The researchers did find that the outpatient oral regimen was significantly less expensive. Even accounting for costs associated with patients who were switched from the outpatient oral regimen to inpatient IV therapy, treatment in the home or low-care unit was less costly (median, $1,300; range, $37 to $1,667 per episode) than inpatient IV therapy (median, $1,750; range, $790 to $2,500 per episode) (P < .0001).

“Even our patients who were re-admitted still showed a substantial advantage favoring outpatient therapy,” Dr. Anaissie said. He added that since the study was done in Greece, where hospitalization costs are much lower than here, an even greater differential favoring outpatient treatment would likely be found in the United States.

Although inpatient IV therapy has generally been the standard way of managing even low-risk cancer patients with febrile neutropenia, practice now is being greatly affected by managed care. “In California, for example,” he said, “it is very difficult to convince a managed care company to approve inpatient IV therapy for a low-risk patient.”

Thus, the planned US randomized multicenter trial will be done in the Midwestern states, which have less managed care penetration than the coasts. Patients will be randomized to receive the same antibiotic treatment as inpatients or outpatients.

Not for Everyone

Dr. Anaissie warned that outpatient treatment is not appropriate for all febrile neutropenic cancer patients, and that negative risk factors may include socioeconomic and psychological considerations as well as disease state.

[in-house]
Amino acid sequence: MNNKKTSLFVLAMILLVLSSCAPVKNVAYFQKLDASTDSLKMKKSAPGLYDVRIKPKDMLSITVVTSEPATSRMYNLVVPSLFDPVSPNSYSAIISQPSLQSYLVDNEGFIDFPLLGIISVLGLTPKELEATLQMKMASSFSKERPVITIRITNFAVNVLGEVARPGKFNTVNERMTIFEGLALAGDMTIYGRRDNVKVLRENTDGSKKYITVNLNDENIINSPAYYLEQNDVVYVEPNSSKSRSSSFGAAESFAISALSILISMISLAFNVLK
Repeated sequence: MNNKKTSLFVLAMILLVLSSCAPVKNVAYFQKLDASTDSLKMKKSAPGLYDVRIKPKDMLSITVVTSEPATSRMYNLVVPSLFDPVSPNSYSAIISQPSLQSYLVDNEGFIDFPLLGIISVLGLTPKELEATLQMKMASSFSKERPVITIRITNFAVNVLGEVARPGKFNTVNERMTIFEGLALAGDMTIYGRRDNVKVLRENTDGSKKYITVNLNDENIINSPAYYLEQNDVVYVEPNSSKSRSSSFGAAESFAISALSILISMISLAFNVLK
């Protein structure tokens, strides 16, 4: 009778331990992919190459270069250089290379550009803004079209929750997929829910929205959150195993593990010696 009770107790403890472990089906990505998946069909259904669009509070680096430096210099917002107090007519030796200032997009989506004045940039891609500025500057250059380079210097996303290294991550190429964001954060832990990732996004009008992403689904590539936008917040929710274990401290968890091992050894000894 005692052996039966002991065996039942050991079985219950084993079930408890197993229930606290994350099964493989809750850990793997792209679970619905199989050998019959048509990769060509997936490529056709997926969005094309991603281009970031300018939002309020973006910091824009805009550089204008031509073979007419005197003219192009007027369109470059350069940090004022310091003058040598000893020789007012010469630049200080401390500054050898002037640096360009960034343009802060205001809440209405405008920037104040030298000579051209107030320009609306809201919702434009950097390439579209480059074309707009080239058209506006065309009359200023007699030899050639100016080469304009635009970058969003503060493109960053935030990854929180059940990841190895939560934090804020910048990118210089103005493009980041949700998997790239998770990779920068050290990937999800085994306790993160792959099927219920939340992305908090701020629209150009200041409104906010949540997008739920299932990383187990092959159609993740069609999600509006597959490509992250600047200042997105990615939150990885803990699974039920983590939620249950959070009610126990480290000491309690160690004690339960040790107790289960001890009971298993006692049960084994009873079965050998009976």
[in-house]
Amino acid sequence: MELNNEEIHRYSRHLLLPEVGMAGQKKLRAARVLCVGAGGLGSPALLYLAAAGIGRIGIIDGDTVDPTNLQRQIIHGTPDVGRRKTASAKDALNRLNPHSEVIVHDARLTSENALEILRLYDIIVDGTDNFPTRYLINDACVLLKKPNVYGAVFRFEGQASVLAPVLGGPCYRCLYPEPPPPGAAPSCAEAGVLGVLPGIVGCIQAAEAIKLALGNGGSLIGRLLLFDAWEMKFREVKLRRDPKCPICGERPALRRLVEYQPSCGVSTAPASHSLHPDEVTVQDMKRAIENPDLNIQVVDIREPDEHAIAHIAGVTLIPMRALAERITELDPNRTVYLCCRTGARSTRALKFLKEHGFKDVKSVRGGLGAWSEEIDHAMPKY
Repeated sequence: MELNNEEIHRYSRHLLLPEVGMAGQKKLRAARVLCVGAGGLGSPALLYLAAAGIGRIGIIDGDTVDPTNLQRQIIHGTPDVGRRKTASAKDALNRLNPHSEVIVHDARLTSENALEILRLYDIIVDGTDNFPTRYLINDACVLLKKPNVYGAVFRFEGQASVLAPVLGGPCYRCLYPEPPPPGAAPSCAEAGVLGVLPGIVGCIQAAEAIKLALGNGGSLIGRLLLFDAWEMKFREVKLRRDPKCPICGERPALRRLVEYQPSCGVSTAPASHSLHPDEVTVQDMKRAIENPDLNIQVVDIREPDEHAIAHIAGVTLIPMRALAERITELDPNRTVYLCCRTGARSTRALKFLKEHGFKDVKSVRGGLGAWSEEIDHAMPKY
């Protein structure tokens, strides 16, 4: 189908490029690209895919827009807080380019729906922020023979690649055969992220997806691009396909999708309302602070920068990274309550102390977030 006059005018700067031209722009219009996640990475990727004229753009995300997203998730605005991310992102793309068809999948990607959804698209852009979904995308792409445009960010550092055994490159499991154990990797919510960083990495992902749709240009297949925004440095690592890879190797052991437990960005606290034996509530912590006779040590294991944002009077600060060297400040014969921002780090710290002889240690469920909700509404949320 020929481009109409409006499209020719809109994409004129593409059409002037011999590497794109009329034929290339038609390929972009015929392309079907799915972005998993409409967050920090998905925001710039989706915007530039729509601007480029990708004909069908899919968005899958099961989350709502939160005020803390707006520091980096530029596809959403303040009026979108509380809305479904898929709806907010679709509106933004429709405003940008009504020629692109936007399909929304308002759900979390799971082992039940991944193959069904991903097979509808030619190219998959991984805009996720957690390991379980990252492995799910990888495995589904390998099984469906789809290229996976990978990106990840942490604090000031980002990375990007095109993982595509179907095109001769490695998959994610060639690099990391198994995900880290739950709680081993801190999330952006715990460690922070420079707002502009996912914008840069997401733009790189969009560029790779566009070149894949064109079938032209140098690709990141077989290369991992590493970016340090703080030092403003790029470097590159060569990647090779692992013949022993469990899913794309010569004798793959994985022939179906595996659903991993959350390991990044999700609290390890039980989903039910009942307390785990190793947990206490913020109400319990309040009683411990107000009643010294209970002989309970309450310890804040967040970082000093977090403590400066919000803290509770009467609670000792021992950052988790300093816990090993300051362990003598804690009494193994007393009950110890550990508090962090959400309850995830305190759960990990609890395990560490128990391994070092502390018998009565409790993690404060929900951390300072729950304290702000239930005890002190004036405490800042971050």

Medical factors that identify patients who definitely should not be on outpatient therapy include acute leukemia, expected duration of neutropenia greater than 7 days, and other problems that require hospitalization such as hyper-calcemia or diarrhea and dehydration.

In addition, he said, patients should be excluded from outpatient treatment if they lack the mental capacity to understand “what the drug is or how to get it, or are unlikely to return for follow-up or call you back,” Dr. Anaissie said.

Patients should be hospitalized for treatment if they could not get to the hospital if they became sick. “This might be the person who does not have a companion, or does not have a phone to call you, or has no means of getting to the emergency room if needed,” he said. This might also include the patient who has come to a referral medical center from another city for treatment. “If a patient comes in from far away and is alone,” Dr. Anaissie said, “I would hesitate to treat that person as an outpatient.”

The effects on the patient’s family must also be considered, he said. Often by the time the patient is referred for treatment, the family is exhausted from caring for the patient. Outpatient regimens are a stepped up kind of care, requiring additional tasks such as changing the medication every 8 hours or getting the patient to the emergency room every day for follow-up. “This is sometimes just more than the family can cope with at that time, and these patients should then be a social admission,” Dr. Anaissie said.